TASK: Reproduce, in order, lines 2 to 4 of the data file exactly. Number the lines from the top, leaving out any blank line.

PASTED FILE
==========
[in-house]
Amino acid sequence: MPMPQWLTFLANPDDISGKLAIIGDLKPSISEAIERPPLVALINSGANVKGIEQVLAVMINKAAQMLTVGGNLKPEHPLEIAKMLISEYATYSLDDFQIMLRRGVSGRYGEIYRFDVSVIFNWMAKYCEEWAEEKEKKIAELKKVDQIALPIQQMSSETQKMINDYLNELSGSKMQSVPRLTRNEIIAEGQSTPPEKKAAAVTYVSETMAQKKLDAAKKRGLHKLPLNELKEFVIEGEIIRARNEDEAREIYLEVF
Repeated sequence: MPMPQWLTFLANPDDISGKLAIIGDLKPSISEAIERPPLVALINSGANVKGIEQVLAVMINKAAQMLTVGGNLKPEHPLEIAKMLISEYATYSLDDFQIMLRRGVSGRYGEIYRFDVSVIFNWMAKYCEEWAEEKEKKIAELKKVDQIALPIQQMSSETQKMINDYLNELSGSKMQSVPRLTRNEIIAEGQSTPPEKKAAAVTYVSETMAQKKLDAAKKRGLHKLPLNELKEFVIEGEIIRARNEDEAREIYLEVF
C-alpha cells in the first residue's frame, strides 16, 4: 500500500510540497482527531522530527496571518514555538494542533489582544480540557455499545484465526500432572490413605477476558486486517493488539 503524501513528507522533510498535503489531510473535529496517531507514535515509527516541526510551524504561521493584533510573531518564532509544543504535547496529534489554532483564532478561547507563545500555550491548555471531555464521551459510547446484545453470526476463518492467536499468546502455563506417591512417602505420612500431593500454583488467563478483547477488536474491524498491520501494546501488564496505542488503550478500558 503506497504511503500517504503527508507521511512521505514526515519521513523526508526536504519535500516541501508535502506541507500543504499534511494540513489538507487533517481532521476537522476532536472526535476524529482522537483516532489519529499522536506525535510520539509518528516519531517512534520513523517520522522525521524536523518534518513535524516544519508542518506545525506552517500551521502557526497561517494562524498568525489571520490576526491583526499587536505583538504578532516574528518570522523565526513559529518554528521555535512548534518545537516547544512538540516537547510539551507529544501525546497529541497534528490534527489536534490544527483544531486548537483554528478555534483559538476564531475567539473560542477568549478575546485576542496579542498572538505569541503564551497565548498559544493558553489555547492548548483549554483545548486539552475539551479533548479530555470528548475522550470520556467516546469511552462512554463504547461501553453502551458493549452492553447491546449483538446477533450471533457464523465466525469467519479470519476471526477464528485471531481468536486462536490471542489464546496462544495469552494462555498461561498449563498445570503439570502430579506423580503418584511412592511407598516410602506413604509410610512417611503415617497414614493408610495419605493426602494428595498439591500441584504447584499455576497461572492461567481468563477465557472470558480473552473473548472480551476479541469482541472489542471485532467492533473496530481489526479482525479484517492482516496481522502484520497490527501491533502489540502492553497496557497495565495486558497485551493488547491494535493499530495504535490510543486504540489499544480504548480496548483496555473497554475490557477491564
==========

Amino acid sequence: MPMPQWLTFLANPDDISGKLAIIGDLKPSISEAIERPPLVALINSGANVKGIEQVLAVMINKAAQMLTVGGNLKPEHPLEIAKMLISEYATYSLDDFQIMLRRGVSGRYGEIYRFDVSVIFNWMAKYCEEWAEEKEKKIAELKKVDQIALPIQQMSSETQKMINDYLNELSGSKMQSVPRLTRNEIIAEGQSTPPEKKAAAVTYVSETMAQKKLDAAKKRGLHKLPLNELKEFVIEGEIIRARNEDEAREIYLEVF
Repeated sequence: MPMPQWLTFLANPDDISGKLAIIGDLKPSISEAIERPPLVALINSGANVKGIEQVLAVMINKAAQMLTVGGNLKPEHPLEIAKMLISEYATYSLDDFQIMLRRGVSGRYGEIYRFDVSVIFNWMAKYCEEWAEEKEKKIAELKKVDQIALPIQQMSSETQKMINDYLNELSGSKMQSVPRLTRNEIIAEGQSTPPEKKAAAVTYVSETMAQKKLDAAKKRGLHKLPLNELKEFVIEGEIIRARNEDEAREIYLEVF
C-alpha cells in the first residue's frame, strides 16, 4: 500500500510540497482527531522530527496571518514555538494542533489582544480540557455499545484465526500432572490413605477476558486486517493488539 503524501513528507522533510498535503489531510473535529496517531507514535515509527516541526510551524504561521493584533510573531518564532509544543504535547496529534489554532483564532478561547507563545500555550491548555471531555464521551459510547446484545453470526476463518492467536499468546502455563506417591512417602505420612500431593500454583488467563478483547477488536474491524498491520501494546501488564496505542488503550478500558 503506497504511503500517504503527508507521511512521505514526515519521513523526508526536504519535500516541501508535502506541507500543504499534511494540513489538507487533517481532521476537522476532536472526535476524529482522537483516532489519529499522536506525535510520539509518528516519531517512534520513523517520522522525521524536523518534518513535524516544519508542518506545525506552517500551521502557526497561517494562524498568525489571520490576526491583526499587536505583538504578532516574528518570522523565526513559529518554528521555535512548534518545537516547544512538540516537547510539551507529544501525546497529541497534528490534527489536534490544527483544531486548537483554528478555534483559538476564531475567539473560542477568549478575546485576542496579542498572538505569541503564551497565548498559544493558553489555547492548548483549554483545548486539552475539551479533548479530555470528548475522550470520556467516546469511552462512554463504547461501553453502551458493549452492553447491546449483538446477533450471533457464523465466525469467519479470519476471526477464528485471531481468536486462536490471542489464546496462544495469552494462555498461561498449563498445570503439570502430579506423580503418584511412592511407598516410602506413604509410610512417611503415617497414614493408610495419605493426602494428595498439591500441584504447584499455576497461572492461567481468563477465557472470558480473552473473548472480551476479541469482541472489542471485532467492533473496530481489526479482525479484517492482516496481522502484520497490527501491533502489540502492553497496557497495565495486558497485551493488547491494535493499530495504535490510543486504540489499544480504548480496548483496555473497554475490557477491564